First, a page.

Latitude/Longitude:35.68896, -83.50195 Elevation:579 m Mean Annual Temperature:13C/55.4F Mean Annual Precipitation:1396 mm Dominant NLCD Classes:
The park normally has very high humidity and precipitation, averaging from 55 inches (1,400 mm) per year in the valleys to 85 inches (2,200 mm) per year on the peaks. This area receives more annual rainfall than anywhere else in the U.S. outside of the Pacific Northwest and parts of Alaska. Most of the park has a humid continental climate more comparable to locations much farther north, as opposed to the humid subtropical climate in the lowlands.
Elevations in the park range from 876 feet (267 m) at the mouth of Abrams Creek to 6,643 feet (2,025 m) at the summit of Clingmans Dome. Within the park a total of sixteen mountains are greater than 6,000 feet (1,829 m). The wide range of elevation mimics the latitudinal changes found throughout the entire eastern U.S.
The park is almost 95 percent forested, and almost 36 percent of it, 187,000 acres (760 km2), is estimated by the Park Service to be old growth forest with many trees that predate European settlement of the area. It is one of the largest stands of deciduous, temperate, old growth forest in North America. Over 100 species of trees grow in the park. The lower region forests are dominated by deciduous leafy trees. At higher altitudes, deciduous forests give way to coniferous trees like Fraser Fir. In addition, the park has over 1,400 flowering plant species and over 4,000 species of non-flowering plants.
Snowbird group, siltstone and sandstone. Precambrian.
USGS HUC: h06010107
Dominant Phenology Species:
Liriodendron tulipfera, Acer rubrum, Acer pensylvanicum
Mean Canopy Height:
The mean canopy height is 30'.
Loamy, skeletal, isotic, mesic. Typic Humudepts.
The dominant wind direction is northwest.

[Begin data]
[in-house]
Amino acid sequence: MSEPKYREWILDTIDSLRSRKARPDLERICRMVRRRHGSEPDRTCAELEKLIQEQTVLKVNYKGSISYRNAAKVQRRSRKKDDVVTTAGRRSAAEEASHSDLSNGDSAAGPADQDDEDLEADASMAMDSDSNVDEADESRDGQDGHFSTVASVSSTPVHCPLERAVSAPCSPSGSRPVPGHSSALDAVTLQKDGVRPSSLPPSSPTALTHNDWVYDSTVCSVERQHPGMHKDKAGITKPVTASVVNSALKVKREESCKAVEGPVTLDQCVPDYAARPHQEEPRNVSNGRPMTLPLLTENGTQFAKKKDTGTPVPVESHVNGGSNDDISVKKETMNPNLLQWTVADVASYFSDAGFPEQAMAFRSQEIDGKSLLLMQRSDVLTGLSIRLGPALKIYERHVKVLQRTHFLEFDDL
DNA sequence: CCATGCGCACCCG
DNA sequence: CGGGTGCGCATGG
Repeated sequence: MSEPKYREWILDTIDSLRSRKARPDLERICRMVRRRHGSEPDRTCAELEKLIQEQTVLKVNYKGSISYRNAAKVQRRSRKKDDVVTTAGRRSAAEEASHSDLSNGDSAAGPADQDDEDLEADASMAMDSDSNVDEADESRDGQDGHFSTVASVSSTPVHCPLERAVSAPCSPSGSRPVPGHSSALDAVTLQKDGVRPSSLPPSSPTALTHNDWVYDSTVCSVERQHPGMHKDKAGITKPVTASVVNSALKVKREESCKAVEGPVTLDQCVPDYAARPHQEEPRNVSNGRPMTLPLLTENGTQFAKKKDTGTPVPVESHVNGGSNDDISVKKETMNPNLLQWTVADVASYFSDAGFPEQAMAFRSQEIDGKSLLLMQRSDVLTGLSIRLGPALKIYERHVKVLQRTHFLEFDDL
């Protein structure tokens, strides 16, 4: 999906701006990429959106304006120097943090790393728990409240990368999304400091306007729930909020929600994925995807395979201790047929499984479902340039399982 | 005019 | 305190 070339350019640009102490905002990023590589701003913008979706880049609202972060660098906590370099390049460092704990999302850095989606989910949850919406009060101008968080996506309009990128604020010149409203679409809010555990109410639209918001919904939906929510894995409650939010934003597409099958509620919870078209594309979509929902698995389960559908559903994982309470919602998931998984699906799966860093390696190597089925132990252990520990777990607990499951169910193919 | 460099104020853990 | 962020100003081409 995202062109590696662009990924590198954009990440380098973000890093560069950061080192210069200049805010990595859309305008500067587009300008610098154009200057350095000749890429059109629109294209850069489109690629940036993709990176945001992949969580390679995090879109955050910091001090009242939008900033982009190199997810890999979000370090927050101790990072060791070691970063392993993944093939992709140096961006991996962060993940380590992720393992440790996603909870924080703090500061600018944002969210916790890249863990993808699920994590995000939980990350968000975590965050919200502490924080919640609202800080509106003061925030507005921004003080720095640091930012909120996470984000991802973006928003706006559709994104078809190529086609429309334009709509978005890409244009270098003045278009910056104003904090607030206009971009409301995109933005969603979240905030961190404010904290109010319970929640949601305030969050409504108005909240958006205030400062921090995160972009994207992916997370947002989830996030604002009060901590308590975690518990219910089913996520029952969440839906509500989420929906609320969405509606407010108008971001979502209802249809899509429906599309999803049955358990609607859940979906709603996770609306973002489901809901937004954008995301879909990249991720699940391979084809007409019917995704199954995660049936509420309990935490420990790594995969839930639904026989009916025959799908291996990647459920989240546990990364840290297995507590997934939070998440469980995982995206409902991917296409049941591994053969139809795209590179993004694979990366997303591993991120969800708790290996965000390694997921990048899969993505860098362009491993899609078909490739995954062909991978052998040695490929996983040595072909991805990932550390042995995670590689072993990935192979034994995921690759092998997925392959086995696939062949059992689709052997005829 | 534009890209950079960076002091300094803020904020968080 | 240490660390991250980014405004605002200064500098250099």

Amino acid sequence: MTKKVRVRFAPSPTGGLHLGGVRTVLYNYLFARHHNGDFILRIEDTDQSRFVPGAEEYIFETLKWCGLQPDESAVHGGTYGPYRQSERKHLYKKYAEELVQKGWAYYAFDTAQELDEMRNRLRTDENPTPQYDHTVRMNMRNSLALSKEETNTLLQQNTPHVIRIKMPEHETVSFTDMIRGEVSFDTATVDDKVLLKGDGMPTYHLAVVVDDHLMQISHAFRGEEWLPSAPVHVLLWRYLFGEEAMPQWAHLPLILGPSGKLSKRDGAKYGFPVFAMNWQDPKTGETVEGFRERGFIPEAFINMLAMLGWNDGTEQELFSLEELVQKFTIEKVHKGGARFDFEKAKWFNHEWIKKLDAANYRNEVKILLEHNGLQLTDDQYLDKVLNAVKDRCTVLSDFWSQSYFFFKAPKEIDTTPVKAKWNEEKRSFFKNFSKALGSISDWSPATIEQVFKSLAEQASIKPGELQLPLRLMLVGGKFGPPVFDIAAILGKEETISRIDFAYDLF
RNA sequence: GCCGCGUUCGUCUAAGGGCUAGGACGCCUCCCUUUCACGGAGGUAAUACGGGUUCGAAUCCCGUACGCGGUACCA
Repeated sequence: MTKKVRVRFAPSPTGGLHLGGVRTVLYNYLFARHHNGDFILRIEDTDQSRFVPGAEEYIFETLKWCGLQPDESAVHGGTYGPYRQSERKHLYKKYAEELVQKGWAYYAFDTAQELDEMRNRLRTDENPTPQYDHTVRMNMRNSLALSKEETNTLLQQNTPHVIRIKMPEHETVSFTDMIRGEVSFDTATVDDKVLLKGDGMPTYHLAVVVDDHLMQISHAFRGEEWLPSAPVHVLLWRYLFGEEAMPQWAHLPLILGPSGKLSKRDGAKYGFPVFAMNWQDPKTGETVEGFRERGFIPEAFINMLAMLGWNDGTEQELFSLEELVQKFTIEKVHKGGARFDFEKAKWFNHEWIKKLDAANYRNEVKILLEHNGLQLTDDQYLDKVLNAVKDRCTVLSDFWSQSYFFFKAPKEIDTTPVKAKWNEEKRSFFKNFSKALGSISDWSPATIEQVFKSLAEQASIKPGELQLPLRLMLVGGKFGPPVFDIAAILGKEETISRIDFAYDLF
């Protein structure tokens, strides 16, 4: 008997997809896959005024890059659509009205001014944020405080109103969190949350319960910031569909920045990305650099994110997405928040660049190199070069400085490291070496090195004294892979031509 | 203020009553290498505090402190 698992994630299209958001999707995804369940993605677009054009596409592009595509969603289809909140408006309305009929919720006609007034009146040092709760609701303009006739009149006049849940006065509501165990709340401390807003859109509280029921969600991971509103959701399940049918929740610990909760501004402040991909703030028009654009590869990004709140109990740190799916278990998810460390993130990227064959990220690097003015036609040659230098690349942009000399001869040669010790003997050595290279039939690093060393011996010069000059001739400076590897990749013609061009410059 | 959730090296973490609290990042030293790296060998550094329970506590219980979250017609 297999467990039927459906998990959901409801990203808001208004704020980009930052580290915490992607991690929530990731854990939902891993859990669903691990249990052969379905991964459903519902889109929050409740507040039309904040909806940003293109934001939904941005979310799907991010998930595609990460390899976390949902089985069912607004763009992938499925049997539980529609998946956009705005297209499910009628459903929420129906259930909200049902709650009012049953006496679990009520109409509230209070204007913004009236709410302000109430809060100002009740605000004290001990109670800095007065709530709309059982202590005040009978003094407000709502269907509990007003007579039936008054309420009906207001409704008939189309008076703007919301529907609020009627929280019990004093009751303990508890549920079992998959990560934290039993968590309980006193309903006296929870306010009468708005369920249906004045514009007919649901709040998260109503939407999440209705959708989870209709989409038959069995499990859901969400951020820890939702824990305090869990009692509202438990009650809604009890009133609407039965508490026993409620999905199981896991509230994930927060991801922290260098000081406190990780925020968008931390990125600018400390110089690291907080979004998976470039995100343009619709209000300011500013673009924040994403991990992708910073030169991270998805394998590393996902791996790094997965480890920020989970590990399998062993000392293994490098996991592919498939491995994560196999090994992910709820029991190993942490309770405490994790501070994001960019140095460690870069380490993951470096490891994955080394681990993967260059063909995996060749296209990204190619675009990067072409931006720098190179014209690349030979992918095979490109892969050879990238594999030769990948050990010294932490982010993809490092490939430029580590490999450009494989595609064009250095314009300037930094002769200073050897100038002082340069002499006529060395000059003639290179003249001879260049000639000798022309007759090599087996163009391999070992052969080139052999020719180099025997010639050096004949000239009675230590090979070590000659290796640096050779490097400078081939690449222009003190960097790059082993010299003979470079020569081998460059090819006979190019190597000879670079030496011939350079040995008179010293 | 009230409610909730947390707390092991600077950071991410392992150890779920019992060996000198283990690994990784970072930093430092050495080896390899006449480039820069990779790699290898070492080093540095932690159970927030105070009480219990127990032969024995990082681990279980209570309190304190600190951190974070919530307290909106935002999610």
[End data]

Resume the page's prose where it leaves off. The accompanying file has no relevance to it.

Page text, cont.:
The variety of elevations, the abundant rainfall, and the presence of old growth forests give Great Smoky Mountain Park an unusual richness of biota. About 10,000 species of plants and animals are known to live in the park, and estimates as high as an additional 90,000 undocumented species may also be present. Park officials count more than 200 species of birds, 66 species of mammals, 50 species of fish, 39 species of reptiles and 43 species of amphibians, including many lungless salamanders. The park has a noteworthy black bear population, numbering at least 1,800. An experimental reintroduction of elk (
wapiti) into the park began in 2001. During the most recent ice age, the northeast-to-southwest orientation of the Appalachian mountains allowed species to migrate southward along the slopes rather than finding the mountains to be a barrier. As climate warms, many northern species are now retreating upward along the slopes and withdrawing northward, while southern species are expanding. Site-specific topics
Biodiversity along elevational gradients respond to climatic change in various ways. A key attribute in choosing Great Smoky is that it provides robust conditions to test ecological theory in the controls of biodiversity movement and change in species composition and associated ecosystem processes.
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